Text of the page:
Certain magical abilities , particularly greensight (prophecy) and skinchanging, seem to have a biological or genetic component.


“Only one man in a thousand is born a skinchanger,” Lord Brynden said one day, after Bran had learned to fly, “and only one skinchanger in a thousand can be a greenseer.” (Dance 34)

The Children of the Forest recognize greenseers by their unusual eye colors, which suggests a genetic connection.  And of course, the Valyrians were known to marry family members "to keep the bloodlines pure."  We don't know exactly why they considered this purity to be important; but it seems that anyone with Targaryen ancestry has some possibility of being able to bond with and ride a dragon.  And again, eye color is a common marker of this ancestry.

So genetics can influence magic; and the reverse also seems to be true.


The Valyrians were more than dragonlords. They practiced blood magic and other dark arts, delving deep into the earth for secrets and twisting the flesh of beasts and men to fashion monstrous and unnatural chimeras. (wiki article: "Valyria")


In the flesh pits, blood sorcery of the darkest sort was practiced, as beasts were mated to slave women to bring forth twisted half-human children. (World: The Basilisk Isles)

The tide in magical energy


When the fiery ladder stood forty feet high, the mage leapt forward and began to climb it ...  When he reached the top, the ladder was gone and so was he.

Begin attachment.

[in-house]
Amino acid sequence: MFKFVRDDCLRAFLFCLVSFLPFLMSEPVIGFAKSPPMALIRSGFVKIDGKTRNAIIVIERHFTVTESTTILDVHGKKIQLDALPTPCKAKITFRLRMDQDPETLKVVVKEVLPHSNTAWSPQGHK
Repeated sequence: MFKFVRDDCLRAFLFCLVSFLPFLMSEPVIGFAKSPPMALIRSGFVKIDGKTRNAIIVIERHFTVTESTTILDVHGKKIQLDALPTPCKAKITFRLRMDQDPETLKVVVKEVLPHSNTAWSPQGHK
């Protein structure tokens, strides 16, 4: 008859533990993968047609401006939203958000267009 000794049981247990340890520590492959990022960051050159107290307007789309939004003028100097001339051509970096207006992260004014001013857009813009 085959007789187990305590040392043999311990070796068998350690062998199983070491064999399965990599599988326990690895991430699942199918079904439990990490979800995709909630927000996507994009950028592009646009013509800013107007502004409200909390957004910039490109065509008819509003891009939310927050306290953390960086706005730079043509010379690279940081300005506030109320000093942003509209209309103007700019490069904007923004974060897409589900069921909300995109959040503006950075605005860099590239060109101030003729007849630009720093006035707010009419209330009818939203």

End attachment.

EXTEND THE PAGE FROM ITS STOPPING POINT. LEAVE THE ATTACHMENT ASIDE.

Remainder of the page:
“A fine trick,” announced Jhogo with admiration.  
“No trick,” a woman said in the Common Tongue.
“Half a year gone, that man could scarcely wake fire from dragonglass ...  And now his powers grow, Khaleesi.  And you are the cause of it.” (Clash 40)


“...  [Magic spells], hmmm, seem to be working better than they were.” Hallyne smiled weakly.  “You don’t suppose there are any dragons about, do you?” (Clash 49)

These passages, and some others, suggest that dragons are the source of magic, or of the energy that powers it.  But are they?

Magic was once more common in this world, but it somehow faded away over time, while the Targaryen dragons were also becoming smaller and fewer.  Now the dragons have returned, and so has the magic.  But are the dragons the cause, or just an effect? 

Daenerys's dragons hatch at the end of Game (chapter 72).  but there are a number of magical events that occur before then.  Ser Waymar Royce is killed by an Other in the Prologue; and from the words of Osha and some other wildlings, we know that their activity had been increasing beyond the Wall for some time before that.  Also, the Starks' direwolves appear in chapter 1 of Game.

The "bleeding star," the red comet, first appears in the story in Game 66, when Maester Luwin is observing it.  We read about it again in Game 72, when it rises just as Daenerys is starting the ritual that hatches her dragon eggs.

The queen of magic

From the forum:  

"U.  B.  Cool" Posted February 16


George R.  R.  Martin has said more than a few times.  Dany is very special.  She is the only one who could hatch petrified dragon eggs and bring the species back to life.  

According to a YouTube video by "Bridge4," the George has said that "Targaryens are not immune to fire."  The fact that Daenerys survived Drogo's funeral pyre was "unique, magical, wondrous, a miracle;" and she will "probably not" be able to do it again.